Day 18

Tuesday, 24 Jun 2014
  Bardstown, KY to Elizabethtown, KY
45.9 miles, 4h21m, 10.5 mph
Elapsed Time: 6h49m, Max speed: 33.9mph
Total Climbing: 2808ft, Max elevation: 879ft
Total mileage: 1179.9

Copyright 2002
        DeLorme. Topo USA. Data copyright of content owner.

Bardstown was voted the most beautiful small town in America. It says so on the sign to the left of that oddly over-the-top
sort of European-looking building in the middle of a traffic circle. Not sure when this happened, or who got to vote, but there it is.

After some angst, I found the Barton's Distillery. Actually I found the shipping and delivery entrance, but the guy let me in anyway.
I had a personal tour--no one else showed up at 9am for the first tour and bourbon tasting of the day--go figure.
This is how it all begins. A truck disgorging its load of corn into a box. I saw many of these trucks on the roads later.

This is the moonshine being disgorged by the still (far right) at, like, 22 gallons a minute. I tasted it and decided that they were making rye today. Didn't taste like corn.

All the stuff at Barton is old. This firetrap warehouse was built in the 30's. Look at that whiskey aging.

After the tour, I left by the normal road and passed the "largest barrel in the world" (bear for scale).

Looking back Barton's. They paint all the warehouses black so that they don't have to power-wash all the black
fungus off them. You can see it on the water tank on the roof of the distillery, and the cedar tree at the left.
The fungus can be found all around all the distilleries, and was a big clue for the revenuers looking for illegal stills
back in the day.

The Heaven Hill distillery is just a few miles down the road. Poor bastards better have some awesome power washers.

Finally freeing myself of distilleries, I headed west toward the Kentucky Railways Museum. I came across these guys. The horses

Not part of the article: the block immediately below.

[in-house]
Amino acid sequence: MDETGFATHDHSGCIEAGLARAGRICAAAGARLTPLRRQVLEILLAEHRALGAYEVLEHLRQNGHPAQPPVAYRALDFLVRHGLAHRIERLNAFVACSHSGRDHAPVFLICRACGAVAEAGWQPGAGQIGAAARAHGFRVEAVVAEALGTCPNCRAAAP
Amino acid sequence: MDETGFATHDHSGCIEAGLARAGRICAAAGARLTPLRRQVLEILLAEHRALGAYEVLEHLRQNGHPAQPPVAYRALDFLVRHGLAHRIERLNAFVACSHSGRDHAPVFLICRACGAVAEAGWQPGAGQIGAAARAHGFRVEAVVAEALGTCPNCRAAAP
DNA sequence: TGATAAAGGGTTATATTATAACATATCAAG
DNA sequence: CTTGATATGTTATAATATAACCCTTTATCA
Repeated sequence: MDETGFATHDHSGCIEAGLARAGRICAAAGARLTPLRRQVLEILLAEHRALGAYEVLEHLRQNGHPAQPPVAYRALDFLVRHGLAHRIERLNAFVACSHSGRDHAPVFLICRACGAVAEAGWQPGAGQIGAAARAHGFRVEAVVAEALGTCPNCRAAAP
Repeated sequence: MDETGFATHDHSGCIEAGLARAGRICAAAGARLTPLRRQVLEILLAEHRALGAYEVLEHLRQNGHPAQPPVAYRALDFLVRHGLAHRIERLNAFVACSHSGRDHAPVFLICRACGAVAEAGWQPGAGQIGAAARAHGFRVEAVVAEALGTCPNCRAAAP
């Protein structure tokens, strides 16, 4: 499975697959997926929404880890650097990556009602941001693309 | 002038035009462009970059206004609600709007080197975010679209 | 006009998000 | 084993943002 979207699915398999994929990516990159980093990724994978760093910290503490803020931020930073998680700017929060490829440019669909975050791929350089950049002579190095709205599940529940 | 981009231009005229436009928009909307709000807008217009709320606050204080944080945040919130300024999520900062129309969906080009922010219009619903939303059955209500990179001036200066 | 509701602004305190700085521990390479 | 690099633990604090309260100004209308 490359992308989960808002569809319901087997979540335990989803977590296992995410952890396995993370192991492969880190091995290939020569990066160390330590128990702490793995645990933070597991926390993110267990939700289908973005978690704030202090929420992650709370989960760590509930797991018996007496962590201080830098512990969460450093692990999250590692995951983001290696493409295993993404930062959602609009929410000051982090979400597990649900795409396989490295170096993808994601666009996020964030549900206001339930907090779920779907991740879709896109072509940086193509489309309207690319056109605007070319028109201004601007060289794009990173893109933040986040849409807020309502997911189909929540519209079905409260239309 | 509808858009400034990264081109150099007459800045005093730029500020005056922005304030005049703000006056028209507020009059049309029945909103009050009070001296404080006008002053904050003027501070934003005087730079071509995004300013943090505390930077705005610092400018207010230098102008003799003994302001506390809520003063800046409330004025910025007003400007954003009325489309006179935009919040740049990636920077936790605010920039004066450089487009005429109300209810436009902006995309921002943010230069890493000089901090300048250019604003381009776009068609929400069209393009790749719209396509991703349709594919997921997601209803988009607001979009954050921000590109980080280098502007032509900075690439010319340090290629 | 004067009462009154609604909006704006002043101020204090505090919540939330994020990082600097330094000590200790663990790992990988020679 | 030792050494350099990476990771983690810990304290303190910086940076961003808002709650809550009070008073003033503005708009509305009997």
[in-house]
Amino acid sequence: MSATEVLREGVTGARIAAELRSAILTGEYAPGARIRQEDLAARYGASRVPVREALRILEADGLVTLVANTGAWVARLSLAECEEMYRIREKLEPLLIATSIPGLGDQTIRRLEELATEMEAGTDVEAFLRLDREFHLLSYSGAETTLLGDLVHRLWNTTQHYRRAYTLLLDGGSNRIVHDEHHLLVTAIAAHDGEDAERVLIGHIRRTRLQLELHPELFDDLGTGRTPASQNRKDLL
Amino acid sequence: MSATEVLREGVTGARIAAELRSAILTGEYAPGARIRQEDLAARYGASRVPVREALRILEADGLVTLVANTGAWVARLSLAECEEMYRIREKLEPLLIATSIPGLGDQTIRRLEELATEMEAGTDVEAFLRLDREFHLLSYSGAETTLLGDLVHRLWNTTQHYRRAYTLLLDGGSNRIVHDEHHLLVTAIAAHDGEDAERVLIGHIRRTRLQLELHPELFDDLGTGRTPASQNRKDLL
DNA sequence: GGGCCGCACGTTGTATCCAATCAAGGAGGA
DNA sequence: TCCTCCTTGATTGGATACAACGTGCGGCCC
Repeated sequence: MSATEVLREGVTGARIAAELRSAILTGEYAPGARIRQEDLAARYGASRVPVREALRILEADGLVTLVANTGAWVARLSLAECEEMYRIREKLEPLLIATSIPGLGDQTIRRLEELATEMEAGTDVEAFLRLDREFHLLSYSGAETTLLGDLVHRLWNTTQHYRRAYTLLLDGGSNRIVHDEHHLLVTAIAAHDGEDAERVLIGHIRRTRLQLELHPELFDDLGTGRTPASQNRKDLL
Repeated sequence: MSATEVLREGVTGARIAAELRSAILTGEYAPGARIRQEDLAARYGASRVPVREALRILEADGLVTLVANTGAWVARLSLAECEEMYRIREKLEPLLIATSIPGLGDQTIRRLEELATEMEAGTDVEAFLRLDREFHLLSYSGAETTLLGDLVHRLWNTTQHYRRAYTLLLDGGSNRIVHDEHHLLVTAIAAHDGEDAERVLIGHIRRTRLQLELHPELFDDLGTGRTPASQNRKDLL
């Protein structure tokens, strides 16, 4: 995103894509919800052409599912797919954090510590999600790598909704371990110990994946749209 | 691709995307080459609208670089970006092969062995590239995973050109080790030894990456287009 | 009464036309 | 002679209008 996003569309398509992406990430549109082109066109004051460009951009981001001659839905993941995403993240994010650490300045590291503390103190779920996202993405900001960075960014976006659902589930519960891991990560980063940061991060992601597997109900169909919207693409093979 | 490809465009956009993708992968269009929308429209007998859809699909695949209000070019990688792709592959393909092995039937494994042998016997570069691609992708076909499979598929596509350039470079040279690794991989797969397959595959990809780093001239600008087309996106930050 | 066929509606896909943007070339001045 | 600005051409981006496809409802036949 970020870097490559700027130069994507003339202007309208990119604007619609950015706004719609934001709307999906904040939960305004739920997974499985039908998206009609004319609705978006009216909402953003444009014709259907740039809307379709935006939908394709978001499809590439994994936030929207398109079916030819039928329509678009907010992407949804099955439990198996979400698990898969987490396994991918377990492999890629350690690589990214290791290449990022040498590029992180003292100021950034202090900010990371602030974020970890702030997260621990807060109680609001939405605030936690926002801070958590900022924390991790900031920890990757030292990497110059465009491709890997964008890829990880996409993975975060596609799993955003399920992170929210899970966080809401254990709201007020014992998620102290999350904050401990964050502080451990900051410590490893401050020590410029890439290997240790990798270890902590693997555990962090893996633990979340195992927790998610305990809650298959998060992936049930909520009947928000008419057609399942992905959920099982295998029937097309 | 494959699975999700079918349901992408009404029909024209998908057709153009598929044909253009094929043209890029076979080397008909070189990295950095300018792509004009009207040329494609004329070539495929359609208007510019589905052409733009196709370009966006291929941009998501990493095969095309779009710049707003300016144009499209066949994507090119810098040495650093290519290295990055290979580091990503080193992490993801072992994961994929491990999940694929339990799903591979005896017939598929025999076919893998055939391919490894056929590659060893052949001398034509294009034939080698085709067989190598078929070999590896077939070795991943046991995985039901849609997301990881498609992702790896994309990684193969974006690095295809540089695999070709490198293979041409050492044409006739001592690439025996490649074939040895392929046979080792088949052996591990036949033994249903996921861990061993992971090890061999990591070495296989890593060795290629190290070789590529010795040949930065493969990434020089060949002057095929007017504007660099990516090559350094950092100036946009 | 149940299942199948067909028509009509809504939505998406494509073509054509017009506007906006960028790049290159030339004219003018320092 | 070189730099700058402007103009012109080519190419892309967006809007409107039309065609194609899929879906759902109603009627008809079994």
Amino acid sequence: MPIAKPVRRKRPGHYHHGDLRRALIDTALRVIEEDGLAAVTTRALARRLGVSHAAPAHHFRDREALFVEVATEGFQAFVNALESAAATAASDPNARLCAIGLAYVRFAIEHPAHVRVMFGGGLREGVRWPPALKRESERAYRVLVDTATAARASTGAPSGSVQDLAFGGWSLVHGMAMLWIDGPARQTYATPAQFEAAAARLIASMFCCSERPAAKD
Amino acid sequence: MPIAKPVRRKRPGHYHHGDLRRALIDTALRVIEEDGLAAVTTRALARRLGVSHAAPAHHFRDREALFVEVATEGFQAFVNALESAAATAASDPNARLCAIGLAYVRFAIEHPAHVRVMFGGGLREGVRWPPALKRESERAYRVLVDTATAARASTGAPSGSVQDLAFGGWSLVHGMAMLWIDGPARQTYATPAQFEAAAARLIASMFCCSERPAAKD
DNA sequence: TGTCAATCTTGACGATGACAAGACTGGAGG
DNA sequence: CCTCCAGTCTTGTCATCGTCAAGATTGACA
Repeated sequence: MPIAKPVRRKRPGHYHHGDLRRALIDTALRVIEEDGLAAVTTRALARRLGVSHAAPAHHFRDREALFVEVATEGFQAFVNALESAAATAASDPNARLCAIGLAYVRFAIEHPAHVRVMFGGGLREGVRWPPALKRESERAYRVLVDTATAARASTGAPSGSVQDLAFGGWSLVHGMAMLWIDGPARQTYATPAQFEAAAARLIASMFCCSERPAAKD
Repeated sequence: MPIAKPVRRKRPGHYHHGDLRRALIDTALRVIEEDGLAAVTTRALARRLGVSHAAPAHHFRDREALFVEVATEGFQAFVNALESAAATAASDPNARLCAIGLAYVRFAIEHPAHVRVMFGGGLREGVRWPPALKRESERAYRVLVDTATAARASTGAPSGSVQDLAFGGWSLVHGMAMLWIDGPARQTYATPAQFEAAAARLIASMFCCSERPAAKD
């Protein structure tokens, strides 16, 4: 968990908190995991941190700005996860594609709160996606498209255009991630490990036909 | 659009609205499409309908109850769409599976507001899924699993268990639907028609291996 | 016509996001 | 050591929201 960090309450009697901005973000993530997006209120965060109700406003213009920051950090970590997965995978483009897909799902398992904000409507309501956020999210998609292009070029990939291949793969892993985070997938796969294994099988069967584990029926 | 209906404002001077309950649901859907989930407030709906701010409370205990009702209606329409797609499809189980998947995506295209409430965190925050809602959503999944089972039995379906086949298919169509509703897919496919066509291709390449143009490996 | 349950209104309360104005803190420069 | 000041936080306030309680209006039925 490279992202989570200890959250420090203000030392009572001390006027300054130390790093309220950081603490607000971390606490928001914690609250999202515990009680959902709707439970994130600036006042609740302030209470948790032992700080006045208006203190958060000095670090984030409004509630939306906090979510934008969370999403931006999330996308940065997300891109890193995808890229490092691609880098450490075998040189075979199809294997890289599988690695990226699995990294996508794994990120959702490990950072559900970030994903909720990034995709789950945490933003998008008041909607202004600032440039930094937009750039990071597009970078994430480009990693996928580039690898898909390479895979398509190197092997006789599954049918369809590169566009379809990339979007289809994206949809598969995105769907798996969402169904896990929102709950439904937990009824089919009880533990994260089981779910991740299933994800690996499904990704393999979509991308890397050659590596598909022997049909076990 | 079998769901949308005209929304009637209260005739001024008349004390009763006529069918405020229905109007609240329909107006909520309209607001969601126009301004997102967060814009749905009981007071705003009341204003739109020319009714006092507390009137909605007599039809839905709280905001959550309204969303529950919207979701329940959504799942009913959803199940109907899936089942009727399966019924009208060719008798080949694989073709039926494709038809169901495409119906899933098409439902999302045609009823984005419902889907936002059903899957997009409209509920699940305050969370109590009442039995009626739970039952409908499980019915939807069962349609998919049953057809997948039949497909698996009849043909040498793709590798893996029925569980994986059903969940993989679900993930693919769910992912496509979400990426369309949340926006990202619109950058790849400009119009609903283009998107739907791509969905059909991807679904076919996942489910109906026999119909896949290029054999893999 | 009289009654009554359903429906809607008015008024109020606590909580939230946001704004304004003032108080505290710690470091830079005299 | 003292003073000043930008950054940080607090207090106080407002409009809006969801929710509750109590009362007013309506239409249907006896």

with glasses were way more sociable than the one with eyes drawn on.

This is pretty much all of the indoor portion is the Kentucky Railways Museum. From this I conclude that Kentucky does not have
a particularly rich railroading history. Also, before I went to the museum, I noticed an engine that looked suspiciously like
one "Thomas" being hauled away on a flatbed. He had a mask over his face. I will forever regret not taking a picture.
Apparently, Thomas was a special guest star here over the weekend. I did not know that he toured.

Transportational decay. This Pullman car is a featured display. I guess the the big draws for the museum are the excursions.

Back on the road. I managed to find a road with the word "creek" in its name--which means it generally follows
a creek and doesn't go up any big hills.

My route crossed over the Bluegrass Parkway. I had several times been tempted to jump on the highway to avoid all the hills, but this
sign seems pretty clear that I am not welcome. Apparently the M60 tank also would not be allowed because of the metal treads.
And I guess horses are not allowed, but fish are permitted due to their lack of feet.

The last few miles included a huge climb on a high-speed road with the asinine rumble strips. It was a joy.
Then I checked in to my hotel and found that I had inadvertently booked a room with a jacuzzi. And there were
no good restaurants near the hotel, so I had to walk a half-mile to the other side of the interstate. Rookie mistake.
Drank an extra beer to carry me through the long walk back.


"Old Northwest Tour 2014" Copyright 2014 By Bob Clemons. All rights reserved.